I have a few musical “heroes” for lack of a better word. Musicians who have influenced my style and tastes — and perhaps even my outlook. But I don’t think any famous musician affected my life choices as much as Johnny Clegg, who died this week at the age of 66.
Clegg was musical icon, a philanthropist, anti-apartheid activist, and even taught anthropology early in his career.
Here are three articles from South Africa’s TimesLIVE:
- I feel like I can keep going forever, but I know it’s an illusion: Johnny Clegg in his own words
- 8 things you might not know about late music icon Johnny Clegg
- When Nelson Mandela couldn’t speak, Johnny Clegg spoke for him
Clegg’s song “Scatterlings of Africa” always comes to mind any time when I hear of people who do not accept that we — all of us — are technically Africans.
Ancient bones from Olduvai“Scatterlings of Africa”
Echoes of the very first cry
“Who made me here and why
Beneath the copper sun?”
His song “Third World Child” frequently plays in my head, here in Madagascar, when I see and interact with Malagasy people who regard their traditions and language as something of a folksy embarrassment.
They said ‘you should learn to speak a little bit of English“Third World Child”
Don’t be scared of a suit and tie.
Learn to walk in the dreams of the foreigner
— I am a third world child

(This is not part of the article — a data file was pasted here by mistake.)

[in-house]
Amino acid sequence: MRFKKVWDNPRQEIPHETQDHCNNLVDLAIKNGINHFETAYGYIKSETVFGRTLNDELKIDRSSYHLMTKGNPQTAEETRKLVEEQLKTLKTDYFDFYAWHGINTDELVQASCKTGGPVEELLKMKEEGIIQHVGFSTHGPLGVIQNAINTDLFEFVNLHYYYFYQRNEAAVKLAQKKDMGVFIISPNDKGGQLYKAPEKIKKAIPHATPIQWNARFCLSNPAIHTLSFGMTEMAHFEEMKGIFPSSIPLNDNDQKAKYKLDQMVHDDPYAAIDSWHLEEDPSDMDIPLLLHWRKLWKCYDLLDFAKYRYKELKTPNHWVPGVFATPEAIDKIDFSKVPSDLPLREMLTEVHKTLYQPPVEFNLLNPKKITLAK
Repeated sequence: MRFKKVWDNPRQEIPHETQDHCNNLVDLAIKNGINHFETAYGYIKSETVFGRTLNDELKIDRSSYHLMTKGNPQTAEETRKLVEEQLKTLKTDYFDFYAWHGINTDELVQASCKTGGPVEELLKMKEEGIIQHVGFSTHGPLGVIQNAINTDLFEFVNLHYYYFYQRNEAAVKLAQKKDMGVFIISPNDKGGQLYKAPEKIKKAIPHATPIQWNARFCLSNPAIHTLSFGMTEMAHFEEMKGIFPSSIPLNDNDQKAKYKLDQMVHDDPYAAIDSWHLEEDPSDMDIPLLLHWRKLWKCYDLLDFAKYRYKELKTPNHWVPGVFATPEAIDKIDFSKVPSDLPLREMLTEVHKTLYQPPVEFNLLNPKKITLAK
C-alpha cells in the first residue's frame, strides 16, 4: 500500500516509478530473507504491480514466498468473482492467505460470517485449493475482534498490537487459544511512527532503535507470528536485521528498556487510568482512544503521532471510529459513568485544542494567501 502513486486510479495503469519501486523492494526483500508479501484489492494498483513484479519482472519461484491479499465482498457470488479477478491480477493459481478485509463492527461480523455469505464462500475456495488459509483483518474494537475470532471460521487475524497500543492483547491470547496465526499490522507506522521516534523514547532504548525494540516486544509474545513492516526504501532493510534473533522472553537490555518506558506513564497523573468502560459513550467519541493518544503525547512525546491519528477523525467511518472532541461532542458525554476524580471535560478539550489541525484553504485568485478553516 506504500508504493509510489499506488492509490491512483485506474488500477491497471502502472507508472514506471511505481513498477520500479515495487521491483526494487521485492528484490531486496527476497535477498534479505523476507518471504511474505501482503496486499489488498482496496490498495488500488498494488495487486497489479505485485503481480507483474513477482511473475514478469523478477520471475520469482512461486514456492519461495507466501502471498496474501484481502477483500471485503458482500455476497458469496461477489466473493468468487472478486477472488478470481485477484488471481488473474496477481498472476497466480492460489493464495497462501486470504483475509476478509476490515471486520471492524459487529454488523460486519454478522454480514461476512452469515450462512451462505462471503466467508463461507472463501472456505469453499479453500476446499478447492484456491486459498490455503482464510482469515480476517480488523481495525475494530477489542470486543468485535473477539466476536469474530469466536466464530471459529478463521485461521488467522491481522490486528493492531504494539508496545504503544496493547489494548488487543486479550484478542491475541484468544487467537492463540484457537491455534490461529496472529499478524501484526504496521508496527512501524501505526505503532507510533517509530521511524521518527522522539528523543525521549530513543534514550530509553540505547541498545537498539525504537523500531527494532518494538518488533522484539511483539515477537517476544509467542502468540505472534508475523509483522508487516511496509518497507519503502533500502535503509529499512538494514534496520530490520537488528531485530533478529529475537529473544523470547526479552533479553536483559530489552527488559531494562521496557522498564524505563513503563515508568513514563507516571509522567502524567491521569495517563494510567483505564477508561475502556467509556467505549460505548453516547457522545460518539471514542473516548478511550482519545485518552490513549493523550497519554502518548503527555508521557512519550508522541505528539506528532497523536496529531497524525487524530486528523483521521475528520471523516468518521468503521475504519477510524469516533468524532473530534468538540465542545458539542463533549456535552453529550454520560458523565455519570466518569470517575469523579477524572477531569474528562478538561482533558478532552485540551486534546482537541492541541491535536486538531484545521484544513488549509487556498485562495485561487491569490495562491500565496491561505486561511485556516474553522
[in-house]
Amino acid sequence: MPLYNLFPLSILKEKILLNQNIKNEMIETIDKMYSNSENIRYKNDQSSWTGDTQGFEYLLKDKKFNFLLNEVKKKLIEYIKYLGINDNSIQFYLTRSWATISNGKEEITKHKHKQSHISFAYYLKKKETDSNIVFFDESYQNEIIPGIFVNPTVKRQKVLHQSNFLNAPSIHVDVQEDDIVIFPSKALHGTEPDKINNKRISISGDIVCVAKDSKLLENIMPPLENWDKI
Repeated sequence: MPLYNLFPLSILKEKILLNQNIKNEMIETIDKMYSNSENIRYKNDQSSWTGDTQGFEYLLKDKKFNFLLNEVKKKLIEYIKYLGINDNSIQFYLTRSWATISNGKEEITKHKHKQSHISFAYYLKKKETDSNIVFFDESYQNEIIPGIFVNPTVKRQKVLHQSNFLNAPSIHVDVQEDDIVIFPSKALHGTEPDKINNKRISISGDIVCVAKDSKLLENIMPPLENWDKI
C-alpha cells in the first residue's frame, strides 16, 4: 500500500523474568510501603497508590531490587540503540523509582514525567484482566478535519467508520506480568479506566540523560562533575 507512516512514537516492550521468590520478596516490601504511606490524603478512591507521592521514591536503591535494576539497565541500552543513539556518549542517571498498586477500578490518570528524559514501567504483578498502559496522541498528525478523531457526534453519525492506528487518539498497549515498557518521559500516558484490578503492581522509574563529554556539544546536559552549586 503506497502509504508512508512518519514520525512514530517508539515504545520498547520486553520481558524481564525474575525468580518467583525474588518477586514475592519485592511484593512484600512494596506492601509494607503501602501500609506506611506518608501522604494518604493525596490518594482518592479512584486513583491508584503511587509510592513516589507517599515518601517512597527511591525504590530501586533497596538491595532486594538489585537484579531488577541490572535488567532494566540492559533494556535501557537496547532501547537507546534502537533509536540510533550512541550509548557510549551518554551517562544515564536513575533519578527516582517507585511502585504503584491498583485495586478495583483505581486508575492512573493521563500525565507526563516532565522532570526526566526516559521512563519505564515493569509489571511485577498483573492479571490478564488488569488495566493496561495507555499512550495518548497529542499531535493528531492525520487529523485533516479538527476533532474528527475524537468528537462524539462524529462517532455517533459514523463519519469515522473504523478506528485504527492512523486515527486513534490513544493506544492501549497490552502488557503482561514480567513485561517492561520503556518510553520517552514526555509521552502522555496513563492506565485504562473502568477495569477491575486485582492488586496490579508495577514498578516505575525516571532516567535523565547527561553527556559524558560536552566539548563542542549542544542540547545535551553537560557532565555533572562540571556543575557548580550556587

I saw him perform once, with his band Savuka, when they played in Mesa, Arizona — a particularly white, rarefied, and politically conservative place for Clegg to show up. But the house was full.
How I discovered Johnny Clegg
In the early ’80s there were a lot of popular artists blending African sounds into their music: Peter Gabriel, Talking Heads, Oingo Boingo. (Not Paul Simon’s Graceland which was a relative latecomer in this trend in 1986.)
I was intrigued. It got me thinking about maybe visiting Africa. I started tentatively listening to more of the Africa-infused rock that was available.
In 1985 I took a year off college. I briefly had a roommate in Denver. We shared a house for about one month. We had precisely one conversation about music, and I mentioned my nascent African curiosity. She said, “Oh, you mean like Juluka.”
It pushed every button: It was rock. The musicianship was fantastic. It was authentically African — South African. It was political. It was anthropological. And it was really good.
Maybe… Probably… Definitely!
I still didn’t know what I wanted to do with my life. Listening to Johnny Clegg’s music, the idea that “Maybe I’ll visit Africa” tilted hard towards “Probably.”
(Today I’m writing this from Madagascar in a room filled with guitars — just in case there’s anyone reading this who doesn’t already know that.)
But back in 1985, Africa still seemed pretty intimidating to a 20-something with no passport, raised in the unworldly suburbs of Phoenix. Then I met someone who had done it. A pedal steel guitarist named Glenn Taylor ran an ad in a local arts weekly paper looking for musicians interested in exploring African music.